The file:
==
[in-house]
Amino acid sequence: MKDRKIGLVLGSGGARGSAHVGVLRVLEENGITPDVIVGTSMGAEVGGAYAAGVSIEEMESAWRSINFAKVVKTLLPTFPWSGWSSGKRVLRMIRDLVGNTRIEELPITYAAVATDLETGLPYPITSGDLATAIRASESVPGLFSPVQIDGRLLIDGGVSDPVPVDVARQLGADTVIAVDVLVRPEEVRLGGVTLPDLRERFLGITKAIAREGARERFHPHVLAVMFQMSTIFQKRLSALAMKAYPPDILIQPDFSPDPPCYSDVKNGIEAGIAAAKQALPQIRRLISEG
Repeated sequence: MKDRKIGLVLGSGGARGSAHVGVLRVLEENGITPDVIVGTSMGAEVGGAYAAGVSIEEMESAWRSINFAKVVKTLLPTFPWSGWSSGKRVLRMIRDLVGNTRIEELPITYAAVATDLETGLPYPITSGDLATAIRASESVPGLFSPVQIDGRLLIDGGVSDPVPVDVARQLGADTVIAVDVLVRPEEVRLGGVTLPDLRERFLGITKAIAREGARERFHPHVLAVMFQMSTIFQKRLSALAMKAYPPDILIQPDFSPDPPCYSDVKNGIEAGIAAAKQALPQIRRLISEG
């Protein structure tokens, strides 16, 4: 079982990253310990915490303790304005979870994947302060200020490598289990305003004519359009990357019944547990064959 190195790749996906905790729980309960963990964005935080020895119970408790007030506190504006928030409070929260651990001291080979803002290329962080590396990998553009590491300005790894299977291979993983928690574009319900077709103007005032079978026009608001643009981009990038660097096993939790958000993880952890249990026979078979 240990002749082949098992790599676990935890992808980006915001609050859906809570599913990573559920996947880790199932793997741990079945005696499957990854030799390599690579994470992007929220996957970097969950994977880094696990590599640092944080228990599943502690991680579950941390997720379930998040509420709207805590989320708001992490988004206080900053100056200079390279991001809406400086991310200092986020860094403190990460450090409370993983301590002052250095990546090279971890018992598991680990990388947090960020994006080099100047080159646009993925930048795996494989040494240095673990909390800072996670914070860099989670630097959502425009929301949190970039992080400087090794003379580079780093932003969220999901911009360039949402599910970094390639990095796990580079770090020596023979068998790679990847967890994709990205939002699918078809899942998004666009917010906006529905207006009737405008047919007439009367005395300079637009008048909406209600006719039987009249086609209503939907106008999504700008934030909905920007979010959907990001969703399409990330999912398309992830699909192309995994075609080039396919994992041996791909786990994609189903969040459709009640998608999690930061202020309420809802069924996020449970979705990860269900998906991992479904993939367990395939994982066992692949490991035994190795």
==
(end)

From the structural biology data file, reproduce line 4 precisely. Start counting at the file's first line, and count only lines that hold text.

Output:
């Protein structure tokens, strides 16, 4: 079982990253310990915490303790304005979870994947302060200020490598289990305003004519359009990357019944547990064959 190195790749996906905790729980309960963990964005935080020895119970408790007030506190504006928030409070929260651990001291080979803002290329962080590396990998553009590491300005790894299977291979993983928690574009319900077709103007005032079978026009608001643009981009990038660097096993939790958000993880952890249990026979078979 240990002749082949098992790599676990935890992808980006915001609050859906809570599913990573559920996947880790199932793997741990079945005696499957990854030799390599690579994470992007929220996957970097969950994977880094696990590599640092944080228990599943502690991680579950941390997720379930998040509420709207805590989320708001992490988004206080900053100056200079390279991001809406400086991310200092986020860094403190990460450090409370993983301590002052250095990546090279971890018992598991680990990388947090960020994006080099100047080159646009993925930048795996494989040494240095673990909390800072996670914070860099989670630097959502425009929301949190970039992080400087090794003379580079780093932003969220999901911009360039949402599910970094390639990095796990580079770090020596023979068998790679990847967890994709990205939002699918078809899942998004666009917010906006529905207006009737405008047919007439009367005395300079637009008048909406209600006719039987009249086609209503939907106008999504700008934030909905920007979010959907990001969703399409990330999912398309992830699909192309995994075609080039396919994992041996791909786990994609189903969040459709009640998608999690930061202020309420809802069924996020449970979705990860269900998906991992479904993939367990395939994982066992692949490991035994190795």